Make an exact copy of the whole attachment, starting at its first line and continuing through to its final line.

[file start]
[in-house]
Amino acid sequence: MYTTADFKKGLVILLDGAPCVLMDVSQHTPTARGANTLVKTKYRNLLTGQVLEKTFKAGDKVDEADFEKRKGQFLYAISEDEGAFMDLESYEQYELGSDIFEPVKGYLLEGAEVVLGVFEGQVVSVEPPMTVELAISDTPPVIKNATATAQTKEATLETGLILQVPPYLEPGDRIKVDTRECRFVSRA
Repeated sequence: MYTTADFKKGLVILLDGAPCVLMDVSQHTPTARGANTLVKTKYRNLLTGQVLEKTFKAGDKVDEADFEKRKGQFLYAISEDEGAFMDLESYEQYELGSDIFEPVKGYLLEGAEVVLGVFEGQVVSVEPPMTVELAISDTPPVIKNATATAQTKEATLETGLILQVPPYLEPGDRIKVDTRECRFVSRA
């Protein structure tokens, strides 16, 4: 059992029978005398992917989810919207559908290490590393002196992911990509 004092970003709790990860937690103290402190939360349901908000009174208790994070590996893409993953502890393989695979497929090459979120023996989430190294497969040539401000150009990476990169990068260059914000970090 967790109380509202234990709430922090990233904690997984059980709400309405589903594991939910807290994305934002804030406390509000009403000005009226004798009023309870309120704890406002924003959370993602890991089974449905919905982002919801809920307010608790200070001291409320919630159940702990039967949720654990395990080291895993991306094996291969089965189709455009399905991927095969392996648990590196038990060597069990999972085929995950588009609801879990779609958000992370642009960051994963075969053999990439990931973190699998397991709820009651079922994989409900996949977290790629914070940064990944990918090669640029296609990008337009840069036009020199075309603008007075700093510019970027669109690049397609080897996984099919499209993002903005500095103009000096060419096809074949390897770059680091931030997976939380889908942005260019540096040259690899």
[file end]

[in-house]
Amino acid sequence: MYTTADFKKGLVILLDGAPCVLMDVSQHTPTARGANTLVKTKYRNLLTGQVLEKTFKAGDKVDEADFEKRKGQFLYAISEDEGAFMDLESYEQYELGSDIFEPVKGYLLEGAEVVLGVFEGQVVSVEPPMTVELAISDTPPVIKNATATAQTKEATLETGLILQVPPYLEPGDRIKVDTRECRFVSRA
Repeated sequence: MYTTADFKKGLVILLDGAPCVLMDVSQHTPTARGANTLVKTKYRNLLTGQVLEKTFKAGDKVDEADFEKRKGQFLYAISEDEGAFMDLESYEQYELGSDIFEPVKGYLLEGAEVVLGVFEGQVVSVEPPMTVELAISDTPPVIKNATATAQTKEATLETGLILQVPPYLEPGDRIKVDTRECRFVSRA
């Protein structure tokens, strides 16, 4: 059992029978005398992917989810919207559908290490590393002196992911990509 004092970003709790990860937690103290402190939360349901908000009174208790994070590996893409993953502890393989695979497929090459979120023996989430190294497969040539401000150009990476990169990068260059914000970090 967790109380509202234990709430922090990233904690997984059980709400309405589903594991939910807290994305934002804030406390509000009403000005009226004798009023309870309120704890406002924003959370993602890991089974449905919905982002919801809920307010608790200070001291409320919630159940702990039967949720654990395990080291895993991306094996291969089965189709455009399905991927095969392996648990590196038990060597069990999972085929995950588009609801879990779609958000992370642009960051994963075969053999990439990931973190699998397991709820009651079922994989409900996949977290790629914070940064990944990918090669640029296609990008337009840069036009020199075309603008007075700093510019970027669109690049397609080897996984099919499209993002903005500095103009000096060419096809074949390897770059680091931030997976939380889908942005260019540096040259690899």